Audio | “A new era of archaeology”: CBC radio interview – North & South America

“Unreserved is the radio space for Indigenous voices – our cousins, our aunties, our elders, our heroes. Rosanna Deerchild guides us on the path to better understand our shared story. Together, we learn and unlearn, laugh and become gentler in all our relations.” | Listen to more episodes | Related posts >>

Archeology that reconnects the past, present and future of Indigenous history

Archaeology has always studied Indigenous history without us. It was something that was done to, instead of with Indigenous peoples. But a growing number of Indigenous archaeologists are pushing back against the colonial boundaries of the field.

Cree/Metis archeologist, Paulette Steeves makes the case that Indigenous peoples have lived on Turtle Island [America] a lot longer than previously thought. The Canada Research Chair in Healing and Reconciliation says archaeology’s deeply held beliefs that we originated somewhere else are rooted in racism. The professor at Algoma University authored The Indigenous Paleolithic of the Western Hemisphere in 2021. It is the first book written from an Indigenous perspective on the Paleolithic archaeology of the Americas.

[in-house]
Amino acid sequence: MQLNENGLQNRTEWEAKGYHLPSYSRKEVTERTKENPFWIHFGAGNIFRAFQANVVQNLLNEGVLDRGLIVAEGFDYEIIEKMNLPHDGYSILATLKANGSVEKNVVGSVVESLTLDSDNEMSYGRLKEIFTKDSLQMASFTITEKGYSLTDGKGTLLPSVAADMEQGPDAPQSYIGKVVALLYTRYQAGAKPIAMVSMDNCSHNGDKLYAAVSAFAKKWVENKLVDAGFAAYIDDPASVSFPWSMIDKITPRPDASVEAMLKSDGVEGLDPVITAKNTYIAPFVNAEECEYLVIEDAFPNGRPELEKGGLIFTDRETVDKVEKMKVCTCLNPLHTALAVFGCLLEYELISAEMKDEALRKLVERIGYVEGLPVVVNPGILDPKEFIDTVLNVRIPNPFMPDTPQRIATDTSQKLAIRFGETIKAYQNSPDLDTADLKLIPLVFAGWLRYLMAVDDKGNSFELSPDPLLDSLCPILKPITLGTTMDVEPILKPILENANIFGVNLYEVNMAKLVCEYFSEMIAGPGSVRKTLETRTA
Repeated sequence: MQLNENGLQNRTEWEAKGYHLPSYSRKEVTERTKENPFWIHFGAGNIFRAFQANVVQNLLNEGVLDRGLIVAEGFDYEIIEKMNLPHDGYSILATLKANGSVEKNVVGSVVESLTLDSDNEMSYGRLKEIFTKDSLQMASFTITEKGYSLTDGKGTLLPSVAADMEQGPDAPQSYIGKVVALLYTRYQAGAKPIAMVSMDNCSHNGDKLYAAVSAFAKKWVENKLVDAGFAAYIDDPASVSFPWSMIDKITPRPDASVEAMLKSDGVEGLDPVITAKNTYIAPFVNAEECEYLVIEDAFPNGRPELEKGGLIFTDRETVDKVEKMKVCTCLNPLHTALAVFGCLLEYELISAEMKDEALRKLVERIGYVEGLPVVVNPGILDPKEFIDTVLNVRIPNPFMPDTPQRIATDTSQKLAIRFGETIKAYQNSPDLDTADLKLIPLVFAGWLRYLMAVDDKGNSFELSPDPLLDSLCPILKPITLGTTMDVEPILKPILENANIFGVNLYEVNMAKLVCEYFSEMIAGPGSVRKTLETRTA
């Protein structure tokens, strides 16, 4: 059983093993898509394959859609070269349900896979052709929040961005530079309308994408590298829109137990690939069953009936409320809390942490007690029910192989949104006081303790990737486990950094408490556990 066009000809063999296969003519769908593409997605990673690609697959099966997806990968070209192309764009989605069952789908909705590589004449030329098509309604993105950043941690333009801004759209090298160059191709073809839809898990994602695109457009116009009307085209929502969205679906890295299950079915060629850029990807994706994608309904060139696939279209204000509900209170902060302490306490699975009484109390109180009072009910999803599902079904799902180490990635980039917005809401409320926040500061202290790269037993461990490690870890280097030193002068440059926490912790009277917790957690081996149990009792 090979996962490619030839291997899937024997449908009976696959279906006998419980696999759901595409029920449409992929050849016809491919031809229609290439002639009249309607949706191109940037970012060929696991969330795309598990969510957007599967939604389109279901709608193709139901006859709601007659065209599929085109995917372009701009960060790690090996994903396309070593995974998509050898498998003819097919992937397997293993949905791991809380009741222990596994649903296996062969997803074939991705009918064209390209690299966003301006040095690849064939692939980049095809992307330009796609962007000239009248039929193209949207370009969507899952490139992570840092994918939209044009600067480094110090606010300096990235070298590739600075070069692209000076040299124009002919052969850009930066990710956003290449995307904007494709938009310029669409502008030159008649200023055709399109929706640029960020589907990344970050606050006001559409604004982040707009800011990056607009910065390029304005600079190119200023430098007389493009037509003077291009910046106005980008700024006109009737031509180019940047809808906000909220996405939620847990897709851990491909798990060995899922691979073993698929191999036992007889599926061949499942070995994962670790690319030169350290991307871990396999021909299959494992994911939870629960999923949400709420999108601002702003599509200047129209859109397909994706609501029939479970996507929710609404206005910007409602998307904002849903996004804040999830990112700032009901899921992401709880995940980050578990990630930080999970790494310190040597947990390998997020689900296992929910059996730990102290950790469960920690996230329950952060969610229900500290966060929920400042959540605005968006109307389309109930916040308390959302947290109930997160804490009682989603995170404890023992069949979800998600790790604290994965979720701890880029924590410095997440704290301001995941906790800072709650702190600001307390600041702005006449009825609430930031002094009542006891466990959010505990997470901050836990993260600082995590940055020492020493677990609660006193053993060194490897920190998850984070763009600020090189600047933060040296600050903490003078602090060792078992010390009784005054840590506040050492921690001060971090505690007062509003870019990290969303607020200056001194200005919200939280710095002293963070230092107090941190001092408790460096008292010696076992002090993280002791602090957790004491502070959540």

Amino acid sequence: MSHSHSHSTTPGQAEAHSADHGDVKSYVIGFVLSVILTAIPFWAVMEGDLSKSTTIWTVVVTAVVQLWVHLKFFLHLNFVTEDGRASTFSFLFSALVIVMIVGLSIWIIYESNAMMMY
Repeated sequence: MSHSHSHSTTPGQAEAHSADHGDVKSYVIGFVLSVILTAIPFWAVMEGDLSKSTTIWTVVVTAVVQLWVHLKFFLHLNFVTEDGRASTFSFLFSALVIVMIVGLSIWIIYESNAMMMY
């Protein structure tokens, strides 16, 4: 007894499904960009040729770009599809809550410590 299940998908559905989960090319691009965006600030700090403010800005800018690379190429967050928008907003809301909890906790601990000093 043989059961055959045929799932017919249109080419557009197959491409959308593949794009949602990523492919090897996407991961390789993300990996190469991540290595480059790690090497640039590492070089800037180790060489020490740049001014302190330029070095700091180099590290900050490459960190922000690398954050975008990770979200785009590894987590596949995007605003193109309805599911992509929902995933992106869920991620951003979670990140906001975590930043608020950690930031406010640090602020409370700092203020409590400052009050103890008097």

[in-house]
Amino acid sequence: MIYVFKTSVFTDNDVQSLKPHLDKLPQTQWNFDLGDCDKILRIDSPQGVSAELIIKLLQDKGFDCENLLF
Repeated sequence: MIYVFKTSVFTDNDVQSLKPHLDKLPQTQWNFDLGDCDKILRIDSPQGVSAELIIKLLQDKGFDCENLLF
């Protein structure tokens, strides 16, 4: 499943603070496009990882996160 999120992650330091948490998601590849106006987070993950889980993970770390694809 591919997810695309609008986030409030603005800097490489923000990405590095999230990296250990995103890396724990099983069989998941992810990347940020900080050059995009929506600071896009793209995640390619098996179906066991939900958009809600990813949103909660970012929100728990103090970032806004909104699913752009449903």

Cree/Scottish Curator of Indigenous Collections and Repatriation at the Royal BC Museum, Kevin Brownlee believes archaeology is about more than digging up the past. It’s uncovering our histories to pass on to our children. As a 60s scoop adoptee, he had questions around where he came from. Archaeology helped bring him a deeper understanding of that history. Now, he wants other Indigenous youth to have access to that same knowledge.

A new generation of archaeologists are now recovering their past as a way to reclaim narrative.

Anishinabe Odjibikan is an archaeological field school in Ottawa. Anishinaabe Algonquin youth like Jennifer Tenasco, Breighton Baudoin and Kyle Sarazin help clean, sort and catalogue items left by their ancestors thousands of years ago because they believe Indigenous people should be telling their own histories

Source: “A new era of archaeology” presented by Rosanna Deerchild, CBC Unreserved
Date Visited: 20 May 2023